While twirling around on ice and leaping through the air on the thinnest of blades, figure skaters make every graceful move look effortless.
However, mastering these skills requires a great deal of strength, flexibility, proper form, coordination, and hours of training.
There are injury risks for every athlete, in every sport, but if a skater doesn’t properly train, then he or she is at an increased risk for more serious or frequent injuries. Those include concussions, pulled or torn muscles and ligaments, strains, and sprains.
Learn more about our UPMC Sports Medicine Program and the UPMC Centers for Rehab Services.
Common Figure Skating Injuries
Some common figure skating injuries include:
- Back and neck pain from extension of the back
- Hip and knee contusions (bruises)
- Injuries such as “lace bite” or “pump bumps” that can result from ill-fitting skates
- Stress fractures, fractures, and sprains to the ankles and wrists caused by breaking falls, not warming up properly, or general overuse from movements like jumping and landing
- Tears to structures in the knee, such as the meniscus or anterior cruciate ligament (ACL)
If skaters are training for a duet or practicing with a new partner, they can easily injure themselves. Male skaters lifting females into the air can lead to strained muscles or various other injuries if there’s a collision or drop.
Falling on the ice accounts for many injuries common in figure skaters. Falling during both practice and competitions can result in sprains, torn ligaments, concussions, and general bumps and bruises that can wear you down.
Sometimes the force from a fall results in torn or strained ligaments, especially in the knee. You may need rehabilitation and sometimes surgery to recover from the injury. Concussions aren’t uncommon when a skater falls, runs into the boards, or collides with another skater, either.
Injuries also occur when skaters try to break a fall, including sprained or torn ligaments in the wrist.
As with any sport, properly fitted, skill, and age-level appropriate equipment plays a role in helping prevent injuries. For figure skaters, this makes their skates very important. “Lace bite” is the term given to the painful irritation that appears on the front of the ankle from repeated rubbing of the skate laces on the foot, according to the American Medical Society for Sports Medicine.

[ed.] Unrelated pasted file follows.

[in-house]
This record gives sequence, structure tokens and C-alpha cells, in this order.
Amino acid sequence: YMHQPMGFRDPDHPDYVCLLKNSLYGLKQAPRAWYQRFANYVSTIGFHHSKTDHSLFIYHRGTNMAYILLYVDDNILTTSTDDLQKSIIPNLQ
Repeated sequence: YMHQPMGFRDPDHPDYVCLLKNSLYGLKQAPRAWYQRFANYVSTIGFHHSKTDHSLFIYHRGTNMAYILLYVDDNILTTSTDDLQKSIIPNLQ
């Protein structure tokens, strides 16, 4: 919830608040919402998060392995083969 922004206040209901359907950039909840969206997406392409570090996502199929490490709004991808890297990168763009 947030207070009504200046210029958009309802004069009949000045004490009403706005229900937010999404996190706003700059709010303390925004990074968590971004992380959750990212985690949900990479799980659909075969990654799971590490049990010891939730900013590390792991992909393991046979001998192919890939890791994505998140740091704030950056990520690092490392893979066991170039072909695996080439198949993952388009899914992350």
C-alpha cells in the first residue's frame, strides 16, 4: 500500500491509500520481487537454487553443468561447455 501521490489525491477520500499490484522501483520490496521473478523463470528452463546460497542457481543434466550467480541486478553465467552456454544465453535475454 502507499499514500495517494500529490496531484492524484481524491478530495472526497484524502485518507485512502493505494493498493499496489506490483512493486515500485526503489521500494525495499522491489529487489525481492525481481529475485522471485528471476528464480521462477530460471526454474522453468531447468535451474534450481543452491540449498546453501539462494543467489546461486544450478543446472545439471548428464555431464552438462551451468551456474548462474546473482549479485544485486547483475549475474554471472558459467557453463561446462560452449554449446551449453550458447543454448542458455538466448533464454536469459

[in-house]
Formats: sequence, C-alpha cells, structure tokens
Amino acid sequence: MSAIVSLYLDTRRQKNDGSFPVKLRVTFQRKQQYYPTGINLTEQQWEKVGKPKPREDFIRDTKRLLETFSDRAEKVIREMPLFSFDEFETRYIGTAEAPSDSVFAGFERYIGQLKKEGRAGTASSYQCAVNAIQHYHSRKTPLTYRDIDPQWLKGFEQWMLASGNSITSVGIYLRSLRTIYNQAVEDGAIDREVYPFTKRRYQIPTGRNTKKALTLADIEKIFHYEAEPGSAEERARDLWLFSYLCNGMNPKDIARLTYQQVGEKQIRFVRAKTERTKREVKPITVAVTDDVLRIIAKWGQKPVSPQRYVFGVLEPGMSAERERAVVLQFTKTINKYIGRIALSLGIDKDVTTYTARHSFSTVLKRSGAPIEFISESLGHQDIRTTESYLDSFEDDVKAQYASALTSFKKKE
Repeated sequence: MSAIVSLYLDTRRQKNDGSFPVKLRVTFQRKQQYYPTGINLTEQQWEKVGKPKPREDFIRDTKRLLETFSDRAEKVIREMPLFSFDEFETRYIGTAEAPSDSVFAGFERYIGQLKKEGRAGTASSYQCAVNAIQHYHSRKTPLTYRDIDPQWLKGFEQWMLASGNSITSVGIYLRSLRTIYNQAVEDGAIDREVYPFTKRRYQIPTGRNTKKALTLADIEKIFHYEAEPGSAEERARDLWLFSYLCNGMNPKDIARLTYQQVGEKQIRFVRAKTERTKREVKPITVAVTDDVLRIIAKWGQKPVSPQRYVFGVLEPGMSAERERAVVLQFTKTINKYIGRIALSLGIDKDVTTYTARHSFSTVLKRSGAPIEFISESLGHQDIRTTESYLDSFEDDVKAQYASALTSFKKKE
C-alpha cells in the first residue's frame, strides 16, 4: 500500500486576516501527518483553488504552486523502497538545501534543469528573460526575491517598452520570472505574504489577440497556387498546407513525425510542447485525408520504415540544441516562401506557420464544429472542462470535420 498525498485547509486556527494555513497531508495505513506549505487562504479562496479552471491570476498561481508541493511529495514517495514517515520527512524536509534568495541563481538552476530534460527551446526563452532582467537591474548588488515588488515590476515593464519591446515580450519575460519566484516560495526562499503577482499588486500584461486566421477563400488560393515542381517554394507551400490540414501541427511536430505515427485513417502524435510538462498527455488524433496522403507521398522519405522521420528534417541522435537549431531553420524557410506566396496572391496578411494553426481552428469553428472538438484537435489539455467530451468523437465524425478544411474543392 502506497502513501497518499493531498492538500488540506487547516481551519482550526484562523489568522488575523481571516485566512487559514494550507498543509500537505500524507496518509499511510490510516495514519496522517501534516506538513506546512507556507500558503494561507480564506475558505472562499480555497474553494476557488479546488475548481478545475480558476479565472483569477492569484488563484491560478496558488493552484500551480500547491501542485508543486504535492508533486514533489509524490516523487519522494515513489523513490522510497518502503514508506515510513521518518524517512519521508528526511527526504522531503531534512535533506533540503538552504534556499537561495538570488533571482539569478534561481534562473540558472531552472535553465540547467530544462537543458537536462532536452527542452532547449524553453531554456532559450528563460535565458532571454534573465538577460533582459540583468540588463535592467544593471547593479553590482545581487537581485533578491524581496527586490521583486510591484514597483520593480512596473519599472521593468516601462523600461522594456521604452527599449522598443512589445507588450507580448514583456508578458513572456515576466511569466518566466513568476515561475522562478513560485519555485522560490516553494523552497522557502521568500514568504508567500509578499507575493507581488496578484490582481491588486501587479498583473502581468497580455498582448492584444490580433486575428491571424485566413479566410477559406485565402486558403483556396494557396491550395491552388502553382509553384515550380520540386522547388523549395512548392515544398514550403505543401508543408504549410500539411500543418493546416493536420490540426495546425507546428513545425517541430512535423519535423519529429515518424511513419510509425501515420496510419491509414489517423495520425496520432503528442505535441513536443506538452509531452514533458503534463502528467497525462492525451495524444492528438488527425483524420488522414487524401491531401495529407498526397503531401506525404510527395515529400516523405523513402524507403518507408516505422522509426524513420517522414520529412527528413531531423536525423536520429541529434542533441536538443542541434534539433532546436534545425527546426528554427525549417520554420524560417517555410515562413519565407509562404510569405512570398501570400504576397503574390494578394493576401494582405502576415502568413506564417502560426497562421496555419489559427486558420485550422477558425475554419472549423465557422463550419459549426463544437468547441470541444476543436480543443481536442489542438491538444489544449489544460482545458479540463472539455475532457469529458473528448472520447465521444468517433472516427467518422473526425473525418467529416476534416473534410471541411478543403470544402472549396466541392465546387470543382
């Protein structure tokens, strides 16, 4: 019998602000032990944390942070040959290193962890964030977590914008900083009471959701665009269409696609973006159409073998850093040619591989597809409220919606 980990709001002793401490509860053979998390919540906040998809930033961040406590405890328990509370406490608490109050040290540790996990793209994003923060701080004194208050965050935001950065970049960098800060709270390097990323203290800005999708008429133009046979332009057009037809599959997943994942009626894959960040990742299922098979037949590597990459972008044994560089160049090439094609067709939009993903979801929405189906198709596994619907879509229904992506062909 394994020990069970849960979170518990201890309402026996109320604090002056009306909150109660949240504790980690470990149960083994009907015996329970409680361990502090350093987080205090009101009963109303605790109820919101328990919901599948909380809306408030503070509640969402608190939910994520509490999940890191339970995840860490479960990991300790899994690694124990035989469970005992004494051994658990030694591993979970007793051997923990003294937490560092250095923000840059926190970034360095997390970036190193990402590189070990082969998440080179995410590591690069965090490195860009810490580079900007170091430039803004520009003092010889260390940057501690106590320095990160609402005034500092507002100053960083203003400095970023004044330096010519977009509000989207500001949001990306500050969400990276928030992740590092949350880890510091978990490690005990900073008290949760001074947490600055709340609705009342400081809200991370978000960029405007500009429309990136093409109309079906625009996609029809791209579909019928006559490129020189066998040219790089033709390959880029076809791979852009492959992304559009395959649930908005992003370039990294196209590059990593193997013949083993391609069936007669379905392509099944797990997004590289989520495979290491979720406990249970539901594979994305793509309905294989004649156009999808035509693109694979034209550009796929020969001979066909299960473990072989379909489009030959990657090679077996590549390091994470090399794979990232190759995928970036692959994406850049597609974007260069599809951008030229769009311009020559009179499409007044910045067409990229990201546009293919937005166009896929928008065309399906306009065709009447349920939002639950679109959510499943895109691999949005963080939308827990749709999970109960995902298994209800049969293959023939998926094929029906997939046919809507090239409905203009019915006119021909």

Skaters may also experience “pump bumps,” or prominent bumps on the outside of the heel because of the heel moving too much in the boot, according to a study published in the Orthopaedic Journal of Sports Medicine. Achilles tendon pain occasionally accompanies pump bumps.
To avoid equipment-related injuries, regularly check your skates and feet for signs of wear and tear. Make sure you’re wearing the right size skate, and don’t wear skates that aren’t conformed to your feet. Replace skates and blades as needed, and avoid tying your laces too tightly.
Preventing Injuries in Figure Skating
Proper conditioning can help reduce the risk of injuries for figure skaters. Both on- and off-ice training can help figure skaters build up the muscle strength, flexibility, and endurance needed to perform twists and jumps while gliding along the ice. Cardiovascular exercises can also help skaters build up stamina, and weight training can help strengthen ankle, leg, arm, and core muscles, reducing your risk of injury, according to the Strength and Conditioning Journal.
Figure skaters should also mentally prepare for some of the more difficult twists and jumps. Working with a trusted coach to build confidence before attempting them can help. If you’re working on a pair routine, make sure there’s solid trust and communication between both partners.
Getting Back on the Ice with UPMC
UPMC Sports Medicine experts understand the strain that athletes place on their bodies and have experience working with athletes of varying ages and skill levels. Our experts believe in an active approach to rehabilitation, and they work closely with injured athletes to develop a treatment plan.